This blog entry reviews five very-recent clinical trials related to diabetes treatments, three that have failed and two that have succeeded. I conclude by commenting on what I think are some underlying messages.
FAILED DIABETES-RELATED CLINICAL TRIALS
I picked these items up from a March 14 New York Times story pointing to studies just published on March 14 in the New England Journal of Medicine, studies that have invalidated three favorite strategies for treating diabetics. As the article points out “An estimated 21 million Americans have Type 2 diabetes, the kind once known as adult-onset, and they are at enormous risk for heart disease. The only measures proved to reduce their chances — avoiding cigarettes and taking medication to lower bad cholesterol and blood pressure — still leave diabetics with a heart attack risk equivalent to that of a nondiabetic who has already had a heart attack. — So doctors began trying other strategies they hoped would help: getting blood pressure to a normal range; raising levels of good cholesterol and lowering levels of dangerous triglycerides; or modulating sharp upswings in blood sugar after a meal.” In large-scale clinical trials, all three strategies failed.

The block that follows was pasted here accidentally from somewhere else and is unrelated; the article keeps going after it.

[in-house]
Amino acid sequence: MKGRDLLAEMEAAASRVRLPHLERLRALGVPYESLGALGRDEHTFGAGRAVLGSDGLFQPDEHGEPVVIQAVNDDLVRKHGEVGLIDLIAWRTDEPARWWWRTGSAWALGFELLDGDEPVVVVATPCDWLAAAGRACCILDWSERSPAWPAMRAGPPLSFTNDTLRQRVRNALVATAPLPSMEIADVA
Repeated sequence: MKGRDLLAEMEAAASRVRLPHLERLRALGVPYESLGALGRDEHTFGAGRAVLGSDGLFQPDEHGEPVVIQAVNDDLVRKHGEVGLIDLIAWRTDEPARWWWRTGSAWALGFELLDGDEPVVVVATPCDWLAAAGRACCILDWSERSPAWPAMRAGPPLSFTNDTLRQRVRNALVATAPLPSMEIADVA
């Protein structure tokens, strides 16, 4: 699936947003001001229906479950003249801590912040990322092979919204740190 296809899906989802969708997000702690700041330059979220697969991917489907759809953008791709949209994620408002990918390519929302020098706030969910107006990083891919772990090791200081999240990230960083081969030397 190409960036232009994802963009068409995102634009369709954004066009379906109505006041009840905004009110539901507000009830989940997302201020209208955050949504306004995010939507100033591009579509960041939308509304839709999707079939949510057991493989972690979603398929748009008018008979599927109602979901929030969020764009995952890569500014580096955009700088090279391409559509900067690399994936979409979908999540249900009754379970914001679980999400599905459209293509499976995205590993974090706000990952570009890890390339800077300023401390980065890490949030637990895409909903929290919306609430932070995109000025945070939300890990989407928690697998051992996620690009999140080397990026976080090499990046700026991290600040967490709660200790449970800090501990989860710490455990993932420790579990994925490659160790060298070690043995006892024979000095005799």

Strategy 1: Reducing high blood pressure in diabetics will reduce incidence of heart attacks and heart attack deaths.
“Because cardiovascular risk in patients with diabetes is graded and continuous across the entire range of levels of systolic blood pressure, even at prehypertensive levels, the Seventh Report of the Joint National Committee on Prevention, Detection, Evaluation, and Treatment of High Blood Pressure (JNC 7) recommended beginning drug treatment in patients with diabetes who have systolic blood pressures of 130 mm Hg or higher, with a treatment goal of reducing systolic blood pressure to below 130 mm Hg(ref).1,2,3”